Why donate to a free space? TNC Stage Manager Audrey Kuo helps you work through the cognitive dissonance by waxing philosophical about being philanthropical.
The idea of donating to a space so consistently advertised as free may seem counterintuitive — I know that I used to read the phrase “suggested donation” as “ticket price.” But over the last three seasons, as I have grown to know and love Tuesday Night Cafe over the last three seasons, I have also gained a much deeper understanding of why it is the responsibility of the community to offer and preserve free access to arts.
Tuesday Night Cafe is, in all possible ways, an open space. When you walk in, no one asks you for anything.* No entry fee. No barriers at the door. Just an open space to observe, engage, create, inspire and be inspired. Halfway through the show, we pass a box, so each person in the audience has the chance to donate what they can, if they can.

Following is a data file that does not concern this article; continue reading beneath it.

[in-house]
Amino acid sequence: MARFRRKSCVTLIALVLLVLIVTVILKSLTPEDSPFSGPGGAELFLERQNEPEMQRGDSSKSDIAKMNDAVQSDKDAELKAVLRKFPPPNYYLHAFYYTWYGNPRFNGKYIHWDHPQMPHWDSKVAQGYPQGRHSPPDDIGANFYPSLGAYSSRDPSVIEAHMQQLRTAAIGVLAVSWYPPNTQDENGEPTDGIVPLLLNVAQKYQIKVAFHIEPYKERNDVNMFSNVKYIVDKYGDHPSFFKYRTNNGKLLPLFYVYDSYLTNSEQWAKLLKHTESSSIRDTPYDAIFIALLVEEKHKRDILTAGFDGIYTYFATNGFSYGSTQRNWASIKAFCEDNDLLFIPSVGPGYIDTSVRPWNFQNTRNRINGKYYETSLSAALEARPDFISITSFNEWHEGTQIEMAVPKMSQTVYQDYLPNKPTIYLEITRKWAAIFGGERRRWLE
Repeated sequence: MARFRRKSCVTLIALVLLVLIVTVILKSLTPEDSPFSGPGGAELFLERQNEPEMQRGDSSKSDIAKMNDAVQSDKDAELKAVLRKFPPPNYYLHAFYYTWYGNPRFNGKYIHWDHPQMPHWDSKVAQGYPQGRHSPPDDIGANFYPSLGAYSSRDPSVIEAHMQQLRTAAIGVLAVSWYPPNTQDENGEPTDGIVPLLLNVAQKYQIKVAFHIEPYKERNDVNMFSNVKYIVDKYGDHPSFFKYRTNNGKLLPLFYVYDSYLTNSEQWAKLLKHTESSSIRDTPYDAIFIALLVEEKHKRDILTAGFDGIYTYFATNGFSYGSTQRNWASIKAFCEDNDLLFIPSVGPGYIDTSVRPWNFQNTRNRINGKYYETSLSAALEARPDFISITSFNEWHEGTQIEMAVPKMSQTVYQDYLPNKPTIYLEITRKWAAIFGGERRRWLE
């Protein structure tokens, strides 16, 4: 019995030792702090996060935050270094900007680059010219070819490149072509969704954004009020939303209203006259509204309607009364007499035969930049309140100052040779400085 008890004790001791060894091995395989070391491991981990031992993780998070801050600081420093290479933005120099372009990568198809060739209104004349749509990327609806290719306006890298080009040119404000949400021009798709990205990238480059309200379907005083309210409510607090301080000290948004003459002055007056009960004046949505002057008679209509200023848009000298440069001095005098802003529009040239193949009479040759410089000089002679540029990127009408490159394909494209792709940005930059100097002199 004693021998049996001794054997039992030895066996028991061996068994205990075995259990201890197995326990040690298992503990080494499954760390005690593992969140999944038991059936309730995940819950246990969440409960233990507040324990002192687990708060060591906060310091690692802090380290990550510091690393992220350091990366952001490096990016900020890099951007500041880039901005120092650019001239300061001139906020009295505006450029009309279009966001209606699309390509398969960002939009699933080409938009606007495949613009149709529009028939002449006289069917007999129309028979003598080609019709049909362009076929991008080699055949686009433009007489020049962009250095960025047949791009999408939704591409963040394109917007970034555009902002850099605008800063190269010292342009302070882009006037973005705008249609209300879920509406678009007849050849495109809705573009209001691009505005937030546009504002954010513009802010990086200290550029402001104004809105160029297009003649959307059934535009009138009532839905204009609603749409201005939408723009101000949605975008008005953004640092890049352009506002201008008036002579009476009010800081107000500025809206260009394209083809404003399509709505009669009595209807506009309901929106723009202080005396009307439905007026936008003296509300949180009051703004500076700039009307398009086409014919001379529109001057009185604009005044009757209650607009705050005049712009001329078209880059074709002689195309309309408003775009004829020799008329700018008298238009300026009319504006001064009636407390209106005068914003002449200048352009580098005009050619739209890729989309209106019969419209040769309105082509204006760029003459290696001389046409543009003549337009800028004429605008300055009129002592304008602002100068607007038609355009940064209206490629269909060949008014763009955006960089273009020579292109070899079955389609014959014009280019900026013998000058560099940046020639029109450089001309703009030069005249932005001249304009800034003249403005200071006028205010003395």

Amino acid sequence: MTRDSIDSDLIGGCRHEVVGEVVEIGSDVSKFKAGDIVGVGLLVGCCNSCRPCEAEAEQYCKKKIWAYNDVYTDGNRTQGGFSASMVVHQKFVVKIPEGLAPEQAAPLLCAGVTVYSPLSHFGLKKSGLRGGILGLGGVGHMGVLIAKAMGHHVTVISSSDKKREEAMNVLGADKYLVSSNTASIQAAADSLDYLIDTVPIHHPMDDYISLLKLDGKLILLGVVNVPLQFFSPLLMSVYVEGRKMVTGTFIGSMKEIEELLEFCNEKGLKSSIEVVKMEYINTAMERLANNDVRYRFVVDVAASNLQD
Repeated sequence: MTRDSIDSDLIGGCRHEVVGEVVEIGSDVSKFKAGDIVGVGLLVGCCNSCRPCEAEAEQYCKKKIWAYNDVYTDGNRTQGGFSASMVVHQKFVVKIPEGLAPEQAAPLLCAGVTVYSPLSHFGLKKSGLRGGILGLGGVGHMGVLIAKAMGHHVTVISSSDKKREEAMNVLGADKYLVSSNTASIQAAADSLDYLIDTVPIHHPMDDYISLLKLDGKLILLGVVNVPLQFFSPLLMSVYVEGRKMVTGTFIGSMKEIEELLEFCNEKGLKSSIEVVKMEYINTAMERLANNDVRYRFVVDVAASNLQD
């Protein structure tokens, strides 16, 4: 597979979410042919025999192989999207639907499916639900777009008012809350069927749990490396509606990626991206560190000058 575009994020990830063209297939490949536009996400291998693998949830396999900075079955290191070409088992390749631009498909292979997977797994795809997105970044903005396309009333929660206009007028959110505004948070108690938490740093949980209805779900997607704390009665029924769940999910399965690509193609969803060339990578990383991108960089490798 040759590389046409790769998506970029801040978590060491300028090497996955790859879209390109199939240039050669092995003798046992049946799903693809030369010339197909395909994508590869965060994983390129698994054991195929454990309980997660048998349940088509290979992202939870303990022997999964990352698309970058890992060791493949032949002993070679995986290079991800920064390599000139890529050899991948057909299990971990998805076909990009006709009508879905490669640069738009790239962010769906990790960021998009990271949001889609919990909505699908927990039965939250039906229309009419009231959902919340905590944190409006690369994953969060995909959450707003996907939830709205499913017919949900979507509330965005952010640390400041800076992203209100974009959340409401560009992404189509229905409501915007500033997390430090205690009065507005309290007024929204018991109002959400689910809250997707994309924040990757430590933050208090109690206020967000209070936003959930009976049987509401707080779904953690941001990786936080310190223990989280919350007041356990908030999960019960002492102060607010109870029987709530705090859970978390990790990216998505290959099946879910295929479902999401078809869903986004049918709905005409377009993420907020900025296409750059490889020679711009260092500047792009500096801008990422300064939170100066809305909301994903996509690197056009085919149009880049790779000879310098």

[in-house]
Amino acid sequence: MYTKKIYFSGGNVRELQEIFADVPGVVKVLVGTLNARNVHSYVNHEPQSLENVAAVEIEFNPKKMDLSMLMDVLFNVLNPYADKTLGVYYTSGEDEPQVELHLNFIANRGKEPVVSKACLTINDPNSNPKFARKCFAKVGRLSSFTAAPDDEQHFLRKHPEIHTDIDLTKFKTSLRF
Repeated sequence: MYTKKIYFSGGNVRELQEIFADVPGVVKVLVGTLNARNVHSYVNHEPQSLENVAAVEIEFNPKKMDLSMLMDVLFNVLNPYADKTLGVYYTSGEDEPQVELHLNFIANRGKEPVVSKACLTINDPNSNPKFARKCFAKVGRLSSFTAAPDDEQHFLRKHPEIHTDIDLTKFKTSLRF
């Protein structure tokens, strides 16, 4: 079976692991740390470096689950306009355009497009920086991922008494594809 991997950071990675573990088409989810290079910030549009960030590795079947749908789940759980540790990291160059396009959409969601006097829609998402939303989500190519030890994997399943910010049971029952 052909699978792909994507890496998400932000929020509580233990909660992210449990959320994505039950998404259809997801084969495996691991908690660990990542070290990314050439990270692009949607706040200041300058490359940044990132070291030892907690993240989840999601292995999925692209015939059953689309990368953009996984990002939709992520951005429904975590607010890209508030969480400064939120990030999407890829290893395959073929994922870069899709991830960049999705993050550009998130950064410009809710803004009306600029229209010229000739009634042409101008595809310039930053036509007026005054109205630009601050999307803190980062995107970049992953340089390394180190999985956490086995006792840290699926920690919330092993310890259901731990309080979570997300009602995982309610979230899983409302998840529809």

The open courtyard also means that the artists create a dialogue with the city — every performer throws down over the sounds of helicopter blades whirring, cars and sirens screeching by. Passersby stop to peer through the gates, because they are drawn to the sounds of art being created.
Your $5 to $10 means that the next kid searching for a venue to express herself, the next person in search of community, the next artist seeking a supportive audience — they have somewhere to go. Donating to campaigns like ours is about ensuring that space for art and community exists for all of us who need it; and that it is free for those who need it to be.
*Sometimes we ask people to sign up for our mailing list — but it’s optional!
Audrey Kuo is a queer second-generation Taiwanese-American poet. By day, she works in nonprofit development. By evening, she stage manages for Tuesday Night Cafe , writes things, fiddles in the kitchen, and blogs sporadically.